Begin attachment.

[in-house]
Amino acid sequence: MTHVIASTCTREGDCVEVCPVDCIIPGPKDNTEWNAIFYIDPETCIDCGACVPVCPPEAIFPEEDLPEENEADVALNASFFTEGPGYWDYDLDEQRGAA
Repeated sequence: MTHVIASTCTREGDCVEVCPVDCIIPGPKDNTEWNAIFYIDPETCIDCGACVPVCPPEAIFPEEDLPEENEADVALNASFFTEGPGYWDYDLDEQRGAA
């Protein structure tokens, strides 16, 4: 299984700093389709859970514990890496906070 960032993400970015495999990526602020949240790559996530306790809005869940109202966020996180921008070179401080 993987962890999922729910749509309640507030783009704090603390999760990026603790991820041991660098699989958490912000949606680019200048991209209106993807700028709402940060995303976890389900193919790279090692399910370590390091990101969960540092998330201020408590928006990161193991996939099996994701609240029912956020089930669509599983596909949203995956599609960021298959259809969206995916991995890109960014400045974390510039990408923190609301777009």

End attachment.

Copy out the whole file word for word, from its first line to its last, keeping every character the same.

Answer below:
[in-house]
Amino acid sequence: MTHVIASTCTREGDCVEVCPVDCIIPGPKDNTEWNAIFYIDPETCIDCGACVPVCPPEAIFPEEDLPEENEADVALNASFFTEGPGYWDYDLDEQRGAA
Repeated sequence: MTHVIASTCTREGDCVEVCPVDCIIPGPKDNTEWNAIFYIDPETCIDCGACVPVCPPEAIFPEEDLPEENEADVALNASFFTEGPGYWDYDLDEQRGAA
């Protein structure tokens, strides 16, 4: 299984700093389709859970514990890496906070 960032993400970015495999990526602020949240790559996530306790809005869940109202966020996180921008070179401080 993987962890999922729910749509309640507030783009704090603390999760990026603790991820041991660098699989958490912000949606680019200048991209209106993807700028709402940060995303976890389900193919790279090692399910370590390091990101969960540092998330201020408590928006990161193991996939099996994701609240029912956020089930669509599983596909949203995956599609960021298959259809969206995916991995890109960014400045974390510039990408923190609301777009």